Many friends of Israel are concluding that President Obama’s speech at the United Nations is a monumental victory for the State of Israel. Setting aside that Israel would not be facing a Palestinian State vote if President Obama did not call for the recognition of a Palestinian State last year at the UN, or if he would have backed legislation that would cut off aid to the Palestinian Authority if they went through with this stunt, the fact is Obama (at this point) has only delivered words. Even promising and casting a veto on the Security Council is not what Israel needs at this time. As Caroline Glick argues, Israel needs a quick veto but for that to happen the United States must demand a quick vote at the Security Council. At this point it looks like this will be a long drawn out deliberation which will play into the hands of the Palestinians.
Caroline Glick writes:
From Israel’s perspective, the best possible outcome of the current standoff at the U.N. is for the Palestinians to present their resolution for statehood to the Security Council and for the U.S. to immediately veto it. Such a move would provide closure to this particular round of anti-Israel aggression. But it certainly wouldn’t end the danger. The Palestinians can renew their request as often as they please. And given the sympathetic — indeed enthusiastic — reception they have received at the U.N., there is little reason to doubt that they will do so.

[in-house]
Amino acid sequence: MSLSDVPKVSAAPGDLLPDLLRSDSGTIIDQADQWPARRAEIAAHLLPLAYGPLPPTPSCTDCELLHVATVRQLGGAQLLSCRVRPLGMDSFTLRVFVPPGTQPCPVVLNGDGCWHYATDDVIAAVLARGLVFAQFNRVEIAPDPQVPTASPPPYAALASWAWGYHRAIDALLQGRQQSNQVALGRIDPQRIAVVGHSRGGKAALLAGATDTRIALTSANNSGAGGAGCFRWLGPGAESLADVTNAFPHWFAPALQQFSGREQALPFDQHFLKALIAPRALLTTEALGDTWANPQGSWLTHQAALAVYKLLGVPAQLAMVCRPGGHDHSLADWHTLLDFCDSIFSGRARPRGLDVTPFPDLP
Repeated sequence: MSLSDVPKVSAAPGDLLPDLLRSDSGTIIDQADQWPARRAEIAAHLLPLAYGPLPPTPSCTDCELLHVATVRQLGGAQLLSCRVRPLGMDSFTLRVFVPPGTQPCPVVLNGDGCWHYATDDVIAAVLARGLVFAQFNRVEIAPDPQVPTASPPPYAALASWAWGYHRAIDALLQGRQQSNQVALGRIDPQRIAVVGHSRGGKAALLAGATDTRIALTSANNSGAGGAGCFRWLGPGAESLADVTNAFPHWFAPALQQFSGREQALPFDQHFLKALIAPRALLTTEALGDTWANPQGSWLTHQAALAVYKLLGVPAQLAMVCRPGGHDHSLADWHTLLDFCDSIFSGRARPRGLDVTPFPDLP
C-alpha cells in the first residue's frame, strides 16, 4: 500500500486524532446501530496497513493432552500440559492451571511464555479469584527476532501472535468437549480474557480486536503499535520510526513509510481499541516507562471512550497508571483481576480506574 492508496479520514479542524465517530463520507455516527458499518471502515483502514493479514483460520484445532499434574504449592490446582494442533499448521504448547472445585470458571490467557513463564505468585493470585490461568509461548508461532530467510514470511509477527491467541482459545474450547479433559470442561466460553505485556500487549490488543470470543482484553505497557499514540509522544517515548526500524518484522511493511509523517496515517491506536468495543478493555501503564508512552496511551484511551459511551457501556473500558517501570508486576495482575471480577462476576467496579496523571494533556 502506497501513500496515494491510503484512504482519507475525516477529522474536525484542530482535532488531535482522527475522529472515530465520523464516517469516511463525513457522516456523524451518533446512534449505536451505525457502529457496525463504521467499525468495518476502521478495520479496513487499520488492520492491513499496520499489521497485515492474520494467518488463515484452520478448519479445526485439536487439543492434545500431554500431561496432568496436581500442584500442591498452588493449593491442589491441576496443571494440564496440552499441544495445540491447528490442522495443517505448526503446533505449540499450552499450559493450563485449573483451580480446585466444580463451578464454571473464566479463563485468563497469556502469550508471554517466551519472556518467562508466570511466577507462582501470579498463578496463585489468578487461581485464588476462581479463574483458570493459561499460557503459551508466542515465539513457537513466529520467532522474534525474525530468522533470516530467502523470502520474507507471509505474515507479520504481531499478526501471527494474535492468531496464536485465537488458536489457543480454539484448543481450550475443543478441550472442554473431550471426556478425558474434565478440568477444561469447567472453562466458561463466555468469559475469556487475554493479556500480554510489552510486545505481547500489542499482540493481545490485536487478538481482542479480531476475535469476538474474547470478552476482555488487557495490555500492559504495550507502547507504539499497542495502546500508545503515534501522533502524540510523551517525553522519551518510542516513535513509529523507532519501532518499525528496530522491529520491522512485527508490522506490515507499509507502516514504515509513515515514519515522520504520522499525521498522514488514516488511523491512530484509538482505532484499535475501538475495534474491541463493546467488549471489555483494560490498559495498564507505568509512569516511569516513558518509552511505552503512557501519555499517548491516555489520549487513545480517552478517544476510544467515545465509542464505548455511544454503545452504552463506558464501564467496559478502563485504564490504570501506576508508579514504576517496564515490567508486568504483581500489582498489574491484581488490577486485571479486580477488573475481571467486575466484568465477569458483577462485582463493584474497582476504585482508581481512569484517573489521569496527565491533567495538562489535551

The worse scenario from Israel’s perspective is quickly becoming the more likely one. That scenario is that the Security Council will not bring the Palestinian-statehood resolution to an immediate vote but will instead delay voting on it for an indeterminate period. During that period, the U.S. and the EU will exert massive pressure on Israel to capitulate to whatever Palestinian preconditions for renewing negotiations are on hand.
Israel will face the prospect that if it fails to surrender to all the Palestinian demands, the U.N. will retaliate by passing the Palestinian-statehood resolution. At a minimum, Israel will find itself under a constant barrage of criticism blaming it for the Palestinian decision to abandon the peace process and ask the U.N. to grant them what they refuse to negotiate with Israel.
All of this could have been averted or at least mitigated if the Obama administration had behaved differently. If the White House had announced at an early date that it would automatically veto any resolution calling for Palestinian U.N. membership and would end all U.S. financial and political support for the Palestinian Authority if it went through with its stated aim of applying for U.N. membership as a state, the Palestinians would likely have set aside their plans. But still today President Obama has refused to take any punitive action against the PA and, according to the New York Times, forced Israel to lobby Congress not to cut off foreign aid to the PA.